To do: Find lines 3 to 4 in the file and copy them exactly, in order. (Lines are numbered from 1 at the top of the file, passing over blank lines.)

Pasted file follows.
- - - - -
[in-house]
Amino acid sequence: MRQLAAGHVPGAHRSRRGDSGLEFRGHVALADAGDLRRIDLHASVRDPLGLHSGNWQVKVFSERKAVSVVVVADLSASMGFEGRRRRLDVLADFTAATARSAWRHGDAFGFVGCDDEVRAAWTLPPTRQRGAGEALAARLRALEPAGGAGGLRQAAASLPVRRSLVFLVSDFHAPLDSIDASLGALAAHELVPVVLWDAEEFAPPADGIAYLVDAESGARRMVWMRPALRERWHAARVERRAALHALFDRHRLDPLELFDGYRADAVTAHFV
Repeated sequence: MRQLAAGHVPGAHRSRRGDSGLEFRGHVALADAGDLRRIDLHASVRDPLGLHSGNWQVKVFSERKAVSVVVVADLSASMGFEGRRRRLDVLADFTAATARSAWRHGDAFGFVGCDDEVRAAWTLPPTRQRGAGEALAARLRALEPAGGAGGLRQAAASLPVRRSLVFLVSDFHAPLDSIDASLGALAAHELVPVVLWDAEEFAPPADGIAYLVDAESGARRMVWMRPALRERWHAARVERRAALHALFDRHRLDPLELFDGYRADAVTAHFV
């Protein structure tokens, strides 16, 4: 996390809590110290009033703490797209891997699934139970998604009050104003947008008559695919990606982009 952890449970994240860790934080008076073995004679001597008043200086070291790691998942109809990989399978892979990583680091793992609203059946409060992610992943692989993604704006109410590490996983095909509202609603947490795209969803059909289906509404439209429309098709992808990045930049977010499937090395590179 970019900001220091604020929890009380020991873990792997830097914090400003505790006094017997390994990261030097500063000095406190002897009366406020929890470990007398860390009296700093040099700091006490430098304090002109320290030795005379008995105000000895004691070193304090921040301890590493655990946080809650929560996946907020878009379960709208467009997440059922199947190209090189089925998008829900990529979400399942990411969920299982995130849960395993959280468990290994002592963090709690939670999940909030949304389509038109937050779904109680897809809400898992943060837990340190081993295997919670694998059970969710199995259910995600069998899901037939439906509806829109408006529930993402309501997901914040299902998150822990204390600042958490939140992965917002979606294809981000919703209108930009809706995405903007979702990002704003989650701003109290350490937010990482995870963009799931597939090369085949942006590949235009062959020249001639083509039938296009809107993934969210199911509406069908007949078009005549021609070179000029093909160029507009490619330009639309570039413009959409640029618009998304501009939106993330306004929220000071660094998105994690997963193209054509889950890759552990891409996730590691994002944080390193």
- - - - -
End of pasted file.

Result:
Repeated sequence: MRQLAAGHVPGAHRSRRGDSGLEFRGHVALADAGDLRRIDLHASVRDPLGLHSGNWQVKVFSERKAVSVVVVADLSASMGFEGRRRRLDVLADFTAATARSAWRHGDAFGFVGCDDEVRAAWTLPPTRQRGAGEALAARLRALEPAGGAGGLRQAAASLPVRRSLVFLVSDFHAPLDSIDASLGALAAHELVPVVLWDAEEFAPPADGIAYLVDAESGARRMVWMRPALRERWHAARVERRAALHALFDRHRLDPLELFDGYRADAVTAHFV
């Protein structure tokens, strides 16, 4: 996390809590110290009033703490797209891997699934139970998604009050104003947008008559695919990606982009 952890449970994240860790934080008076073995004679001597008043200086070291790691998942109809990989399978892979990583680091793992609203059946409060992610992943692989993604704006109410590490996983095909509202609603947490795209969803059909289906509404439209429309098709992808990045930049977010499937090395590179 970019900001220091604020929890009380020991873990792997830097914090400003505790006094017997390994990261030097500063000095406190002897009366406020929890470990007398860390009296700093040099700091006490430098304090002109320290030795005379008995105000000895004691070193304090921040301890590493655990946080809650929560996946907020878009379960709208467009997440059922199947190209090189089925998008829900990529979400399942990411969920299982995130849960395993959280468990290994002592963090709690939670999940909030949304389509038109937050779904109680897809809400898992943060837990340190081993295997919670694998059970969710199995259910995600069998899901037939439906509806829109408006529930993402309501997901914040299902998150822990204390600042958490939140992965917002979606294809981000919703209108930009809706995405903007979702990002704003989650701003109290350490937010990482995870963009799931597939090369085949942006590949235009062959020249001639083509039938296009809107993934969210199911509406069908007949078009005549021609070179000029093909160029507009490619330009639309570039413009959409640029618009998304501009939106993330306004929220000071660094998105994690997963193209054509889950890759552990891409996730590691994002944080390193």